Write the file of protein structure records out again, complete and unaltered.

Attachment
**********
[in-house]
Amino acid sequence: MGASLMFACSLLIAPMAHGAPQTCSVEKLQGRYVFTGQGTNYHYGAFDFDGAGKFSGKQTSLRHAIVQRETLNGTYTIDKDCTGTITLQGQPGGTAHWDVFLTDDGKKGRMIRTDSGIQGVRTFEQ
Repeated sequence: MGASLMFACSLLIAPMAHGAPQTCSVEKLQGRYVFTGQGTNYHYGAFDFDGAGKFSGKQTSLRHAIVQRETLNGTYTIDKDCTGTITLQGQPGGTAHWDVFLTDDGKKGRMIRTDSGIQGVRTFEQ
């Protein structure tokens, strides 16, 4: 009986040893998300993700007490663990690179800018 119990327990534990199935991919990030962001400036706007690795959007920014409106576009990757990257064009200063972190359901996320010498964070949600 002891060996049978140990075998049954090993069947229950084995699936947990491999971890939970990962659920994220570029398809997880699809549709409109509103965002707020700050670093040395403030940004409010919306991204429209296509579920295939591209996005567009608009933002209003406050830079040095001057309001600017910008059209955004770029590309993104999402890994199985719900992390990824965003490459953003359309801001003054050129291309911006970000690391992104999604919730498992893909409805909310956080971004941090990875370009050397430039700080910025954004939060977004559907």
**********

[in-house]
Amino acid sequence: MGASLMFACSLLIAPMAHGAPQTCSVEKLQGRYVFTGQGTNYHYGAFDFDGAGKFSGKQTSLRHAIVQRETLNGTYTIDKDCTGTITLQGQPGGTAHWDVFLTDDGKKGRMIRTDSGIQGVRTFEQ
Repeated sequence: MGASLMFACSLLIAPMAHGAPQTCSVEKLQGRYVFTGQGTNYHYGAFDFDGAGKFSGKQTSLRHAIVQRETLNGTYTIDKDCTGTITLQGQPGGTAHWDVFLTDDGKKGRMIRTDSGIQGVRTFEQ
């Protein structure tokens, strides 16, 4: 009986040893998300993700007490663990690179800018 119990327990534990199935991919990030962001400036706007690795959007920014409106576009990757990257064009200063972190359901996320010498964070949600 002891060996049978140990075998049954090993069947229950084995699936947990491999971890939970990962659920994220570029398809997880699809549709409109509103965002707020700050670093040395403030940004409010919306991204429209296509579920295939591209996005567009608009933002209003406050830079040095001057309001600017910008059209955004770029590309993104999402890994199985719900992390990824965003490459953003359309801001003054050129291309911006970000690391992104999604919730498992893909409805909310956080971004941090990875370009050397430039700080910025954004939060977004559907």